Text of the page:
I LIKED 'The Neutral Zone'! The new series (TNG) had to find some way to separate itself from TOS,and this episode makes a start. Using the same premise as 'Space Seed'-antiquarian, frozen humans- it spins the tale out in a decidedly different direction; instead of over-the-top, eugenically advanced Super Villians,we get more normal( i.e., grounded in everyday reality)humans.The one trump card TNG held over TOS was its psychological sublety vs. TOS (sometimes) heavyhanded commentary. place of Khan, hellbent on seizing control of a starship,presumably en route to conquering the (known) Universe, we get Ralph Offenhouse.Pushy, arrogant, used to getting his way he is,simply, an obnoxious Capitalist Pig;"do you at least have a Wall Street Journal?" he snaps at Will Riker. But is Offenhouse really all that simple? Although driven by the Profit Motive,seemingly, he shows surprising depth and feeling in his encounter with Jean-Luc;in fact,it is the Captain who comes across as more than a little smug,assured in his comfort zone that we've "grown out of our infancy". Offenhouse actually outpoints Picard when the Captain snorts at the notion Ralph posits that the power to "control your life, your destiny" is the ultimate object of the financier. "Such control is an illusion" he contends."Oh really?" Ralph replies,"I'm here,aren't I? I should be dead,but I'm NOT!" Tellingly,Jean-Luc has no answer ready for that one. Later, Offenhouse demonstates superior capabiltites by not only finding his way to the Command Deck, but by actually making an on-the-spot assessment of the Romulans which Picard concedes is accurate.ERGO: Clearly the writers were after a more rounded and nuanced characterization in Offenhouse than is found in TOS. And they got it. He's not loveable, but he's tantalizingly real.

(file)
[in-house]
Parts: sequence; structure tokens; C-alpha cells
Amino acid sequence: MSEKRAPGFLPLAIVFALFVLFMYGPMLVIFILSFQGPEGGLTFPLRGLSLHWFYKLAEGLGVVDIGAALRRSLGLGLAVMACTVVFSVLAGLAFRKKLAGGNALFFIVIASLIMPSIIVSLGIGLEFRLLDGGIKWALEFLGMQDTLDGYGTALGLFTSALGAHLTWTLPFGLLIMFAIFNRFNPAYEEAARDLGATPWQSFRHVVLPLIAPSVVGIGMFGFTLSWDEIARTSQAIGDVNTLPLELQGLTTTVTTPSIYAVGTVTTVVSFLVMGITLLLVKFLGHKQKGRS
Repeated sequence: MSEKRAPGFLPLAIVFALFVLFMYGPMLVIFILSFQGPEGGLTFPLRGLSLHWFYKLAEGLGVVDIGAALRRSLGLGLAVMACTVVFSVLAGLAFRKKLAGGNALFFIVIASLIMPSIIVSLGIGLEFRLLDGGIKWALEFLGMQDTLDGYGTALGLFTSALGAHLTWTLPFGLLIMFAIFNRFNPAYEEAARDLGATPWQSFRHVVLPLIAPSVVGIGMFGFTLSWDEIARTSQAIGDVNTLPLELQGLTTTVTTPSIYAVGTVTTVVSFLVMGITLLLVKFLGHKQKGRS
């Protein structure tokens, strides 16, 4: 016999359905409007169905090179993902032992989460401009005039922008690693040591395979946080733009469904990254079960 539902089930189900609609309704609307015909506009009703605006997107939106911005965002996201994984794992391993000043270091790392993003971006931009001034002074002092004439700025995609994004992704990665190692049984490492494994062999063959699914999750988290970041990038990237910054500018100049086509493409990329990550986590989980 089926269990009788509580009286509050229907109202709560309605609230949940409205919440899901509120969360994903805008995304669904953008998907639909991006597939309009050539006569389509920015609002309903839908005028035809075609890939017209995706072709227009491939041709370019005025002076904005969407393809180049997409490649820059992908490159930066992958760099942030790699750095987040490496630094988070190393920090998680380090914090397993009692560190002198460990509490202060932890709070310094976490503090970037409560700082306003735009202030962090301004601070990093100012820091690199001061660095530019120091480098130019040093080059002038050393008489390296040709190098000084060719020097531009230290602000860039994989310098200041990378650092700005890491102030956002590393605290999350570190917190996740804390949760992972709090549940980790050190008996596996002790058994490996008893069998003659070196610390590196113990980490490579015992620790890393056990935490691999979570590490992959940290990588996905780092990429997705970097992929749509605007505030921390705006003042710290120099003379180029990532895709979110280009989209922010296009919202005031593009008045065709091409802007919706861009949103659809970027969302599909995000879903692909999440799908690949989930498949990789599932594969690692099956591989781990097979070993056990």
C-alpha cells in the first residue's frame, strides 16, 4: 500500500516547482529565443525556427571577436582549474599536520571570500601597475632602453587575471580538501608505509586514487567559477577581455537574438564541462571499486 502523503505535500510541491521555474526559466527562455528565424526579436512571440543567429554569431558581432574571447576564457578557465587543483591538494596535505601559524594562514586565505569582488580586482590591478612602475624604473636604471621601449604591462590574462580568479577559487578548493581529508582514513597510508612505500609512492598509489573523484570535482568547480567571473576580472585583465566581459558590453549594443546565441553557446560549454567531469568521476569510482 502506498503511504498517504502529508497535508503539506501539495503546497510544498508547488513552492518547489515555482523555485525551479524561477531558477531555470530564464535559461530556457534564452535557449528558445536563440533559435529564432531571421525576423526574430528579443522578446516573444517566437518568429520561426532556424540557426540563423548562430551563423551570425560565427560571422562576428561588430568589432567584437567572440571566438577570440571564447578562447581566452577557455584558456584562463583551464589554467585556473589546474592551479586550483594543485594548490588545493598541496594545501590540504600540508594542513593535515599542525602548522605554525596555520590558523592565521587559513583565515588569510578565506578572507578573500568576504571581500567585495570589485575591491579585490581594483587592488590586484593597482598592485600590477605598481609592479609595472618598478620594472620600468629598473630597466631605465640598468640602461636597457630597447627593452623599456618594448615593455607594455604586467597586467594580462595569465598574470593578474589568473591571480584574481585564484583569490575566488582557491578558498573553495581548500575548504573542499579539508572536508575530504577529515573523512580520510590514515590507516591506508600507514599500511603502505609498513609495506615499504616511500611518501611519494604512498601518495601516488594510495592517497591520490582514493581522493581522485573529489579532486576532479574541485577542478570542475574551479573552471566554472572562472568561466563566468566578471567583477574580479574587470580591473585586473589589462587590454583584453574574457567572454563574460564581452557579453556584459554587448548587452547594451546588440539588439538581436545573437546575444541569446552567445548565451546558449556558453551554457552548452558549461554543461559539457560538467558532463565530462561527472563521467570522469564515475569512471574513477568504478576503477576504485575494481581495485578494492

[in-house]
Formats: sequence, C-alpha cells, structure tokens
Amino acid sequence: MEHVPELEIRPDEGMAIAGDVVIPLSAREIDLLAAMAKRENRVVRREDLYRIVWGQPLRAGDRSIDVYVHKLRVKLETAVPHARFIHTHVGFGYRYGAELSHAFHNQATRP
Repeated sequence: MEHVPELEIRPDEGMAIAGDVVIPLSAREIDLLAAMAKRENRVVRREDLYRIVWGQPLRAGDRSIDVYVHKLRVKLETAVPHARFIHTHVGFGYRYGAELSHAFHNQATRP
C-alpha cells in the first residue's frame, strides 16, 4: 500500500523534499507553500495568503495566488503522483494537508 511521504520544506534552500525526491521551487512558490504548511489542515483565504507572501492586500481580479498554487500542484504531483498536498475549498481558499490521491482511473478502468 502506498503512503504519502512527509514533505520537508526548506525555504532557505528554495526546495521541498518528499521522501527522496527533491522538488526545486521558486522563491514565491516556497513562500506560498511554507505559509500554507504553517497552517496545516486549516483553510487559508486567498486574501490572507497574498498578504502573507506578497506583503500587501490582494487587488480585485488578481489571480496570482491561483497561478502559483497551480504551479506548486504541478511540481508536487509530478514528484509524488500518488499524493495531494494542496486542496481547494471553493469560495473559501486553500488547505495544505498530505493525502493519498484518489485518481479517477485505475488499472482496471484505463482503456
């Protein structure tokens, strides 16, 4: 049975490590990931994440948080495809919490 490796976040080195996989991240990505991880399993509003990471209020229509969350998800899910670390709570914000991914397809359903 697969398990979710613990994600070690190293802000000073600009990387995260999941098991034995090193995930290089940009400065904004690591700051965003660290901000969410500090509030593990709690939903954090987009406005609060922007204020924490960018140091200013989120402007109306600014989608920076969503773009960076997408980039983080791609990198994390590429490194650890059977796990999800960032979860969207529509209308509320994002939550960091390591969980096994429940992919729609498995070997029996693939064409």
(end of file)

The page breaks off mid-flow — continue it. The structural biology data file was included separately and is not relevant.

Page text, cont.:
@Kevin, the contrast with "Space Seed" is the most interesting take on this episode I've ever heard, thank you.

    You're welcome, I'm sure. Of course, this episode DOES have SOME problems-chief of which is the implausibility(not to mention disputable utility) of a cryongenic capsule drifting out into deep space,light years away from earth. Let's log that one as a convenience of/for the writers,shall we? Ditto trouble with the Romulans and/or the Neutral Zone-which provides a crisis to distract Captain Picard & crew from their out-of-time passengers,thereby causing anxieties and conflicts to develop between them, which would ordinarily have been given some level of priority. However, these flaws do not detract from the greater points of interest; i.e., the differing responses of three ordinary humans who wake up 370 years in the future. Usually, anachronism is played for the Cheap Laugh, especially on TEEVEE: "Happy Days and "That 70s Show" being the best (and worst) examples.There's little of that here and, in fact, one of the more sophisticated yucks comes from the comparison of the Enterprise to the "Q.E.II". Although it is observed by Data that the C&W singer has adjusted most easily to the situation, I must point out that his "adjustment" involves the further pickling of his liver via prodigious consumption of martinis;picking up where he left off,back in the 21st Century.